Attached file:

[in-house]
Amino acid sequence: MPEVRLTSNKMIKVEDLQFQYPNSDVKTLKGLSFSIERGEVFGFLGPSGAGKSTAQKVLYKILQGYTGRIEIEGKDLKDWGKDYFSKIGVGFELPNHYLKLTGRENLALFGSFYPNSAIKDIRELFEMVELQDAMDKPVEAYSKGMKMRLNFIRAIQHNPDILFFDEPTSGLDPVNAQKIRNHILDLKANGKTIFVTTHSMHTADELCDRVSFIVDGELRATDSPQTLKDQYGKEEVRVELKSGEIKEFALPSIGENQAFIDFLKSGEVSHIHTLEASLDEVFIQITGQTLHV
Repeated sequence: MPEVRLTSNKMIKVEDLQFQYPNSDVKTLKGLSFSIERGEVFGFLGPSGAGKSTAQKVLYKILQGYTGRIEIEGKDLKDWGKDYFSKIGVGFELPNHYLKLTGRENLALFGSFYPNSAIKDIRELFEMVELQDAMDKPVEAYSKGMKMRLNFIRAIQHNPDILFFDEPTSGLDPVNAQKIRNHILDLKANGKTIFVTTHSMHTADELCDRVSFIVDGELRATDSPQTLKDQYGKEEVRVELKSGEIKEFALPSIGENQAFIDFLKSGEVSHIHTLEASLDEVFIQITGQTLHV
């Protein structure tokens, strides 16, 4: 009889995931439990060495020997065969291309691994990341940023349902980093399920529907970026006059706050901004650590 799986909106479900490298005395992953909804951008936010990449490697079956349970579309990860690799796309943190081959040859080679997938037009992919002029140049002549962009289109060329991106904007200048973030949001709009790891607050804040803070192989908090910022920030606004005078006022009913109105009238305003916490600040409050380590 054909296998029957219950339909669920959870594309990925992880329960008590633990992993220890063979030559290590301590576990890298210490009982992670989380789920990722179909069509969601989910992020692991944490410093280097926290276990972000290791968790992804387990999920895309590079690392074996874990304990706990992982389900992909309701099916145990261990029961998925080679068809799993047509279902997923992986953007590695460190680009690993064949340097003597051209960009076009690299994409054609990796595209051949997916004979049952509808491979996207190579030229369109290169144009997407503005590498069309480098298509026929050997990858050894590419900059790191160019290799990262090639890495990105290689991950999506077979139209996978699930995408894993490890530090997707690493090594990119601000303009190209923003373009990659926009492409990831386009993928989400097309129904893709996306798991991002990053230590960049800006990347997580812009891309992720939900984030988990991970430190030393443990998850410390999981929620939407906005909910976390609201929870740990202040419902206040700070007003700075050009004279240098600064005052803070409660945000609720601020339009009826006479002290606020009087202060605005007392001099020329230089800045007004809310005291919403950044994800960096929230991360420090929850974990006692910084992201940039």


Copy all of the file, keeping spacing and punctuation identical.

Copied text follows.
[in-house]
Amino acid sequence: MPEVRLTSNKMIKVEDLQFQYPNSDVKTLKGLSFSIERGEVFGFLGPSGAGKSTAQKVLYKILQGYTGRIEIEGKDLKDWGKDYFSKIGVGFELPNHYLKLTGRENLALFGSFYPNSAIKDIRELFEMVELQDAMDKPVEAYSKGMKMRLNFIRAIQHNPDILFFDEPTSGLDPVNAQKIRNHILDLKANGKTIFVTTHSMHTADELCDRVSFIVDGELRATDSPQTLKDQYGKEEVRVELKSGEIKEFALPSIGENQAFIDFLKSGEVSHIHTLEASLDEVFIQITGQTLHV
Repeated sequence: MPEVRLTSNKMIKVEDLQFQYPNSDVKTLKGLSFSIERGEVFGFLGPSGAGKSTAQKVLYKILQGYTGRIEIEGKDLKDWGKDYFSKIGVGFELPNHYLKLTGRENLALFGSFYPNSAIKDIRELFEMVELQDAMDKPVEAYSKGMKMRLNFIRAIQHNPDILFFDEPTSGLDPVNAQKIRNHILDLKANGKTIFVTTHSMHTADELCDRVSFIVDGELRATDSPQTLKDQYGKEEVRVELKSGEIKEFALPSIGENQAFIDFLKSGEVSHIHTLEASLDEVFIQITGQTLHV
């Protein structure tokens, strides 16, 4: 009889995931439990060495020997065969291309691994990341940023349902980093399920529907970026006059706050901004650590 799986909106479900490298005395992953909804951008936010990449490697079956349970579309990860690799796309943190081959040859080679997938037009992919002029140049002549962009289109060329991106904007200048973030949001709009790891607050804040803070192989908090910022920030606004005078006022009913109105009238305003916490600040409050380590 054909296998029957219950339909669920959870594309990925992880329960008590633990992993220890063979030559290590301590576990890298210490009982992670989380789920990722179909069509969601989910992020692991944490410093280097926290276990972000290791968790992804387990999920895309590079690392074996874990304990706990992982389900992909309701099916145990261990029961998925080679068809799993047509279902997923992986953007590695460190680009690993064949340097003597051209960009076009690299994409054609990796595209051949997916004979049952509808491979996207190579030229369109290169144009997407503005590498069309480098298509026929050997990858050894590419900059790191160019290799990262090639890495990105290689991950999506077979139209996978699930995408894993490890530090997707690493090594990119601000303009190209923003373009990659926009492409990831386009993928989400097309129904893709996306798991991002990053230590960049800006990347997580812009891309992720939900984030988990991970430190030393443990998850410390999981929620939407906005909910976390609201929870740990202040419902206040700070007003700075050009004279240098600064005052803070409660945000609720601020339009009826006479002290606020009087202060605005007392001099020329230089800045007004809310005291919403950044994800960096929230991360420090929850974990006692910084992201940039």